# Is there a notion of indistinguishability obfuscation for almost equivalent circuits?

In the definition of indistinguishability obfuscation (iO), we have a probabilistic algorithm Obs that receives as input a circuit C, such that $$i)$$ the output Obs(C) is a circuit with the same functionality as C and $$ii)$$ for any $$C_1$$ and $$C_2$$ with the same functionality, we have that Obs($$C_1$$) is indistinguishable from Obs($$C_2$$).

Has a similar notion (and candidate construction) for a similar concept where the security holds for $$C_1$$ and $$C_2$$ are almost the same (i.e., they agree on all except a negligible fraction of the inputs, and it is computationally hard to find the points where they differ).

• Wouldn't "regular" iO imply this? Since $\text{Obs}$ needs to be efficient, in particular we can't use its output to distinguish between "almost-the-same" $C_1,C_2$, and so the outputs $\text{Obs}(C_1)$ and $\text{Obs}(C_2)$ must still be (computationally) indistinguishable as well? Mar 5 '20 at 6:20
• Not by the (text-book) definition of iO. The security definition only asks that of C_1 and C_2 have the same functionality, their obfuscation are indistinguishable and if C_1 is not implementing the same function as C_2, anything could happen. Answering your comment, I just realized that maybe what I am asking is equivalent for Virtual Black Box obfuscation for evasive functions (what is known to be impossible in the most general case) Mar 6 '20 at 17:25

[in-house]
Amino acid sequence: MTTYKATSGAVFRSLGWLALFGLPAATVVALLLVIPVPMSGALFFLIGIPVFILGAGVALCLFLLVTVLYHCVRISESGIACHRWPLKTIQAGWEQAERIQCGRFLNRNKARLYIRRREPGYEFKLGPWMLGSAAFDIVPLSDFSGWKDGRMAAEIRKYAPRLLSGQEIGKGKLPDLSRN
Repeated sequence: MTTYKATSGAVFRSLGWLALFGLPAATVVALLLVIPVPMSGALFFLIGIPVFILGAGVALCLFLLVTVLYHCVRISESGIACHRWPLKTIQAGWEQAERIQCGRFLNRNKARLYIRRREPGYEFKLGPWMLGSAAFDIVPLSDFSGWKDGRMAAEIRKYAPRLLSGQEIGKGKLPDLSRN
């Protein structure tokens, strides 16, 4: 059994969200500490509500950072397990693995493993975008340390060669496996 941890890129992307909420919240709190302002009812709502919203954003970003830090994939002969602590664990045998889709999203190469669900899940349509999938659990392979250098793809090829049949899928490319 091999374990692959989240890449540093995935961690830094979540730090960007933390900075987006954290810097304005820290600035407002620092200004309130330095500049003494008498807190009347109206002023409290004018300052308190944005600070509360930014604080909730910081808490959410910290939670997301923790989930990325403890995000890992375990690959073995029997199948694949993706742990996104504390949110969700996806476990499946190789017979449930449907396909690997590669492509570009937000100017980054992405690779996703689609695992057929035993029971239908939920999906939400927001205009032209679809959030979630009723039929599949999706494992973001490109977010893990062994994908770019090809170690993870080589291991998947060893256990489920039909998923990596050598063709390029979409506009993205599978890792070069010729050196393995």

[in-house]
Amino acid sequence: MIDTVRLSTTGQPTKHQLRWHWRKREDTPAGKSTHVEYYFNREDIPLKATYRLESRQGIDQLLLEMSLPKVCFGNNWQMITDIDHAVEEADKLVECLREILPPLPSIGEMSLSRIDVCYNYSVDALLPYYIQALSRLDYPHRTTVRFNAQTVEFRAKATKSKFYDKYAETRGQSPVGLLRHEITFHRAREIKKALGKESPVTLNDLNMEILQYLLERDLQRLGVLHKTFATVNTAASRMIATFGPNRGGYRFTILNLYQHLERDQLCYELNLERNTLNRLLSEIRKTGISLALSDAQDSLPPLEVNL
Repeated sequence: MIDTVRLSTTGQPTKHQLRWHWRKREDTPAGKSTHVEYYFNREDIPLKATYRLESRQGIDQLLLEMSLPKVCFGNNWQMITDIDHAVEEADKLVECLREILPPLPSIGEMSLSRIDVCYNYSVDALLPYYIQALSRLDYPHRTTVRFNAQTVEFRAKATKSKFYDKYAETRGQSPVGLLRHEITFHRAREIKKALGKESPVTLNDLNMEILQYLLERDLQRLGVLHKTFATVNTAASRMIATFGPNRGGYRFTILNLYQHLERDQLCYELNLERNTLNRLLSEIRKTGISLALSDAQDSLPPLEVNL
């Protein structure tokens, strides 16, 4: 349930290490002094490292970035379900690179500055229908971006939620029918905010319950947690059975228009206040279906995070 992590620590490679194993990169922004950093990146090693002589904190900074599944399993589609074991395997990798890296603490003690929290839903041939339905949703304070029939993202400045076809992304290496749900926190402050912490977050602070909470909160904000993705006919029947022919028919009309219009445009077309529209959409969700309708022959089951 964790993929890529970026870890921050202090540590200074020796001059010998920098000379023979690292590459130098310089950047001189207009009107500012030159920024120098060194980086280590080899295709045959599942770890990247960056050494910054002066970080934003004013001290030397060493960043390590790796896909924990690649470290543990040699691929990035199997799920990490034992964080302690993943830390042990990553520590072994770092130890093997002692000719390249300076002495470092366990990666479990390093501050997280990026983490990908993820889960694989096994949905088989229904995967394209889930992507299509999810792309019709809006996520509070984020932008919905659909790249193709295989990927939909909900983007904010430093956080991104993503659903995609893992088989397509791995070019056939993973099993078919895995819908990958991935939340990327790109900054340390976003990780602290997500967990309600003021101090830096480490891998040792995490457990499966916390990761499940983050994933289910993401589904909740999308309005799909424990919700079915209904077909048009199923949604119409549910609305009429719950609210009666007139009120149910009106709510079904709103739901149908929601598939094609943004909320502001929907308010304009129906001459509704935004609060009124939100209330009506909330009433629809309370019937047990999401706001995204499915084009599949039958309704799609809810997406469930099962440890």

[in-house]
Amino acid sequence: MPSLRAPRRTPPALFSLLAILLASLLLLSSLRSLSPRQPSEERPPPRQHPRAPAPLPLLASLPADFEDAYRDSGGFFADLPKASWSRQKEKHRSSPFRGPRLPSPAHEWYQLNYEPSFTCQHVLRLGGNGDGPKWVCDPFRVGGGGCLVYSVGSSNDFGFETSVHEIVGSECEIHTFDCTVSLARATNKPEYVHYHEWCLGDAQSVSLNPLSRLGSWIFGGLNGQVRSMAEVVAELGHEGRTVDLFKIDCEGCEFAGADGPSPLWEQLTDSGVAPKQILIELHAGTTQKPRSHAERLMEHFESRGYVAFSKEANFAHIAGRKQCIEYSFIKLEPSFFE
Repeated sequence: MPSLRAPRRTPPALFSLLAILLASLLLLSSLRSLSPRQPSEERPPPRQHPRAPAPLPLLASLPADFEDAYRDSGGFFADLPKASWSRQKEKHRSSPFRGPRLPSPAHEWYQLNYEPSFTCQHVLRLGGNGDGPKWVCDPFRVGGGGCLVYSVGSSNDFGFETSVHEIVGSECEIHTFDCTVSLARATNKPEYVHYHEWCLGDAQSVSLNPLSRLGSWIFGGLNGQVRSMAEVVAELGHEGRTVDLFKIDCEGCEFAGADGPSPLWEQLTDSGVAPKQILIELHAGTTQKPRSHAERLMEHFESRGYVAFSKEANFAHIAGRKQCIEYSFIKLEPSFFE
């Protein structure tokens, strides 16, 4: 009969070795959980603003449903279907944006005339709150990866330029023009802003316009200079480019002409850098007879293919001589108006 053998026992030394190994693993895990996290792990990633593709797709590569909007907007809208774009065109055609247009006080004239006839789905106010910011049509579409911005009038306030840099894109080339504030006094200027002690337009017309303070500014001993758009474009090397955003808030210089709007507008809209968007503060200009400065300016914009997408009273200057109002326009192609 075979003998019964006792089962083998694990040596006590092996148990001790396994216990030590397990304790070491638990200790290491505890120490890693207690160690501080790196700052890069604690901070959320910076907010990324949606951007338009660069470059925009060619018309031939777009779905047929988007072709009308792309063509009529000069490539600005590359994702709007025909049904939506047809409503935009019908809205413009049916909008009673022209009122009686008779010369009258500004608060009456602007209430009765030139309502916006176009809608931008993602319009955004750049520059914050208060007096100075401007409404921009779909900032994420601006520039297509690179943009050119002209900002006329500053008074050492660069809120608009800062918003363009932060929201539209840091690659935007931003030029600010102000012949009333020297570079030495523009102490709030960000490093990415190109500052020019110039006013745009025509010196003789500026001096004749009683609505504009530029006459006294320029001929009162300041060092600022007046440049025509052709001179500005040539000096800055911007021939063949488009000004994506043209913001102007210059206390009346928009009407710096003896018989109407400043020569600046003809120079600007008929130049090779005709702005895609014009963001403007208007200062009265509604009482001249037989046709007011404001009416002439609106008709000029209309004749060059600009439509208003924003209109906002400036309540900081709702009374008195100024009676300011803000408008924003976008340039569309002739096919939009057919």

• I understand this is not guaranteed by the definition itself, but my point is that it could be implied by it — since $\textrm{Obs}$ is assumed efficient, it could otherwise be used to "break" the computational hardness of distinguishing $C_1$ and $C_2$. Otherwise: take $C_1\neq C_2$ (different functionality) computationally hard to distinguish. Pass them through $\textrm{Obs}$. If you can distinguish $\textrm{Obs}(C_1)$ from $\textrm{Obs}(C_2)$, then you have distinguished $C_1$ from $C_2$ (which was assumed hard). So $\textrm{Obs}(C_1)$, $\textrm{Obs}(C_2)$ must also be hard to distinguish. Mar 6 '20 at 18:16
• (Unless I am botching something here, possibly two different notions of distinguishability?) Mar 6 '20 at 18:19
• I can post a longer answer later, but a keyword you should look up for is differing input obfuscation. Mar 7 '20 at 1:07

The definition of diO tells us: if there's a non-uniform PPT adversary that can distinguish the obfuscations of two circuits with "almost same" functionalities Obf($$C_1$$) and Obf($$C_2$$), then there exists a non-uniform PPT extractor that can extract an input(witness) $$x$$ where $$C_1(x) \neq C_2(x)$$. (the formal definition is on page 11)
If there are only polynomially many inputs where their outputs are different evaluated on $$C_1, C_2$$, then the standard iO definition also implies diO, using a binary search argument on the input space.